What Dog Breeds Will Affect Your Homeowners Insurance?

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Updated: May 22, 2024

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Owning certain dog breeds, such as Pit Bulls, Rottweilers, German Shepherds, Doberman Pinschers and other perceived riskier breeds, can influence your eligibility for and cost of homeowners insurance. Insurance providers evaluate the risk associated with these breeds based on historical incidents of bites and attacks. As a result, you may experience increased premiums, policy restrictions or even denial of coverage, as insurers aim to mitigate potential liabilities and financial losses stemming from dog-related incidents.

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Key Takeaways

Owning a dog breed that's considered high risk can impact homeowners insurance coverage, leading to higher premiums or policy restrictions.

Demonstrating responsible pet ownership through training and good behavior certifications can mitigate the impact of a high-risk breed on insurance terms.

Alternative options like specific liability insurance for dogs offer targeted coverage, providing a solution for homeowners with breeds viewed as high risk.

Dog Breeds That Affect Homeowners Insurance Policies

Certain dog breeds can significantly impact homeowners insurance policies due to their history of bites and attacks, leading to higher claims for medical expenses, legal costs and compensation. The specific breeds can vary between insurance providers, as each company has its own criteria for determining risk. Here are some of the most common:

  • Pit Bulls
  • Rottweilers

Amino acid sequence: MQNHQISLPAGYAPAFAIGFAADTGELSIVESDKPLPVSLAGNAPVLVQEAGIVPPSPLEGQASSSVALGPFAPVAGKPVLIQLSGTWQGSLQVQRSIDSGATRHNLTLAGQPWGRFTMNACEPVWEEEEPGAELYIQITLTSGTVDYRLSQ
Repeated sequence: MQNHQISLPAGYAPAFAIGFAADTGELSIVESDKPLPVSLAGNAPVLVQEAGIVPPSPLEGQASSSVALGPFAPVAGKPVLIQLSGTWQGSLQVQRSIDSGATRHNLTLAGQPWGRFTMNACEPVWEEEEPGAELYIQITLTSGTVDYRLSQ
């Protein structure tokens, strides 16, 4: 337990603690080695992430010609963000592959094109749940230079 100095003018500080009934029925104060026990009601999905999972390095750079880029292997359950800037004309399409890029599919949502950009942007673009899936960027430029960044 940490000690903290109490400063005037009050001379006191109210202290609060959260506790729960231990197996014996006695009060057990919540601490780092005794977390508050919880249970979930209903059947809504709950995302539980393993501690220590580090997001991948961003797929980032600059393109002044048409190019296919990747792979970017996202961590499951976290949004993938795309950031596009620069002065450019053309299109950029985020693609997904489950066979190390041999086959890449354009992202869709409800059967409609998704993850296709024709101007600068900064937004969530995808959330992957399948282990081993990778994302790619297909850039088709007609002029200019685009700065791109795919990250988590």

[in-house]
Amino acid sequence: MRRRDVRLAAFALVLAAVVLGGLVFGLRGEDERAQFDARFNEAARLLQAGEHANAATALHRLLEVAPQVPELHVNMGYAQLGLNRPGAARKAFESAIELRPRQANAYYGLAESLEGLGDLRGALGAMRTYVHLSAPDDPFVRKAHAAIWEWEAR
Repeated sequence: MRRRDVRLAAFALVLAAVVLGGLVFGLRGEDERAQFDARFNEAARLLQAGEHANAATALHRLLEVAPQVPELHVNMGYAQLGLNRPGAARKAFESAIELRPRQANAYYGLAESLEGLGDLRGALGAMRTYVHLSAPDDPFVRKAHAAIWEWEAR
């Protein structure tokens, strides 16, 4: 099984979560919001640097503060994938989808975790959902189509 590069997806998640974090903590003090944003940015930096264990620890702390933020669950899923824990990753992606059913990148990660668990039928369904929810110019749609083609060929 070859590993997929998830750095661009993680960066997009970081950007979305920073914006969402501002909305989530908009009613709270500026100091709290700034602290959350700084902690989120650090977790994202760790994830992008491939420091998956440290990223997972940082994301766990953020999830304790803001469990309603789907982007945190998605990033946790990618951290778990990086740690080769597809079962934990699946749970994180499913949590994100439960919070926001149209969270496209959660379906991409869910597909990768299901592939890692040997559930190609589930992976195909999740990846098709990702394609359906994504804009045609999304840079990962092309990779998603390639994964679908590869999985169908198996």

• German Shepherds
  • Doberman Pinschers
  • Great Danes
  • Presa Canarios
  • Siberian Huskies
  • Alaskan Malamutes
  • Wolf-hybrids

Insurance companies often label these breeds as higher risk, which may affect coverage options and premium costs.

Why Certain Dog Breeds Affect Homeowners Insurance Policies

Certain dog breeds affect homeowners insurance policies due to statistical data indicating a higher likelihood of these dogs being involved in incidents that result in bodily injuries or property damage. Insurance companies analyze historical claims data, which show that some breeds are more prone to behaviors that lead to higher medical expenses, legal fees and compensation payouts.

This risk assessment is rooted in insurance companies' desire to minimize financial losses from dog-related claims. As a result, owning dogs classified as higher risk can lead to increased insurance premiums or specific restrictions within a policy to mitigate these potential liabilities.

How Can You Prevent Your Dog’s Breed From Affecting Your Homeowners Insurance

Homeowners with breeds considered high risk can take several steps to mitigate the impact on their homeowners insurance, such as providing proof of obedience training or agreeing to a higher deductible. By demonstrating responsible pet ownership and taking proactive measures, you can often find insurance companies willing to provide coverage, possibly at more favorable terms. It's about showing that your dog, despite its breed, poses less risk than typically perceived.